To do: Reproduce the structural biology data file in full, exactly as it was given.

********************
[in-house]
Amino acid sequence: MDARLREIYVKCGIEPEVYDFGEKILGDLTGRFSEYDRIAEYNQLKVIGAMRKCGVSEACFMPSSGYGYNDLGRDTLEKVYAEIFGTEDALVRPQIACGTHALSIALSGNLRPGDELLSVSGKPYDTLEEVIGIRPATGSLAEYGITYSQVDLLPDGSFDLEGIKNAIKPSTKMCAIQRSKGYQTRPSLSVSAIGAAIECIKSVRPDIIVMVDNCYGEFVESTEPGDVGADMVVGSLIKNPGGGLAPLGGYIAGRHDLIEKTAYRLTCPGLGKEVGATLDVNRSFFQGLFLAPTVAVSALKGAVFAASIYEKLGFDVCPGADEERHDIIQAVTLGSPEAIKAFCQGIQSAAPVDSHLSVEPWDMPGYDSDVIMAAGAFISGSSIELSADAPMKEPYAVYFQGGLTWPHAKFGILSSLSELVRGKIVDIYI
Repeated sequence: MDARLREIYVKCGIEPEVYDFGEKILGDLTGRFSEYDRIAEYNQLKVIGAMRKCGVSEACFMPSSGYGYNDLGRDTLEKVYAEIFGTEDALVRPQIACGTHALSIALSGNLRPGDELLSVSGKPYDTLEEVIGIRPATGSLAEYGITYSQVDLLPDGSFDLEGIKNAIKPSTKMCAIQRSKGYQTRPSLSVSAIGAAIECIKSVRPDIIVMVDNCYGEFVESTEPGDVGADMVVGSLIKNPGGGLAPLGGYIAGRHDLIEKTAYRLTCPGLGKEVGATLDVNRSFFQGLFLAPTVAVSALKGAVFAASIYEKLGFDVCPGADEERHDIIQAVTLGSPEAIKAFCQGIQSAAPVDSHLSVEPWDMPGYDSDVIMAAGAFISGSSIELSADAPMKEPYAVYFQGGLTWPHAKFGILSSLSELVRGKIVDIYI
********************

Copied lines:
[in-house]
Amino acid sequence: MDARLREIYVKCGIEPEVYDFGEKILGDLTGRFSEYDRIAEYNQLKVIGAMRKCGVSEACFMPSSGYGYNDLGRDTLEKVYAEIFGTEDALVRPQIACGTHALSIALSGNLRPGDELLSVSGKPYDTLEEVIGIRPATGSLAEYGITYSQVDLLPDGSFDLEGIKNAIKPSTKMCAIQRSKGYQTRPSLSVSAIGAAIECIKSVRPDIIVMVDNCYGEFVESTEPGDVGADMVVGSLIKNPGGGLAPLGGYIAGRHDLIEKTAYRLTCPGLGKEVGATLDVNRSFFQGLFLAPTVAVSALKGAVFAASIYEKLGFDVCPGADEERHDIIQAVTLGSPEAIKAFCQGIQSAAPVDSHLSVEPWDMPGYDSDVIMAAGAFISGSSIELSADAPMKEPYAVYFQGGLTWPHAKFGILSSLSELVRGKIVDIYI
Repeated sequence: MDARLREIYVKCGIEPEVYDFGEKILGDLTGRFSEYDRIAEYNQLKVIGAMRKCGVSEACFMPSSGYGYNDLGRDTLEKVYAEIFGTEDALVRPQIACGTHALSIALSGNLRPGDELLSVSGKPYDTLEEVIGIRPATGSLAEYGITYSQVDLLPDGSFDLEGIKNAIKPSTKMCAIQRSKGYQTRPSLSVSAIGAAIECIKSVRPDIIVMVDNCYGEFVESTEPGDVGADMVVGSLIKNPGGGLAPLGGYIAGRHDLIEKTAYRLTCPGLGKEVGATLDVNRSFFQGLFLAPTVAVSALKGAVFAASIYEKLGFDVCPGADEERHDIIQAVTLGSPEAIKAFCQGIQSAAPVDSHLSVEPWDMPGYDSDVIMAAGAFISGSSIELSADAPMKEPYAVYFQGGLTWPHAKFGILSSLSELVRGKIVDIYI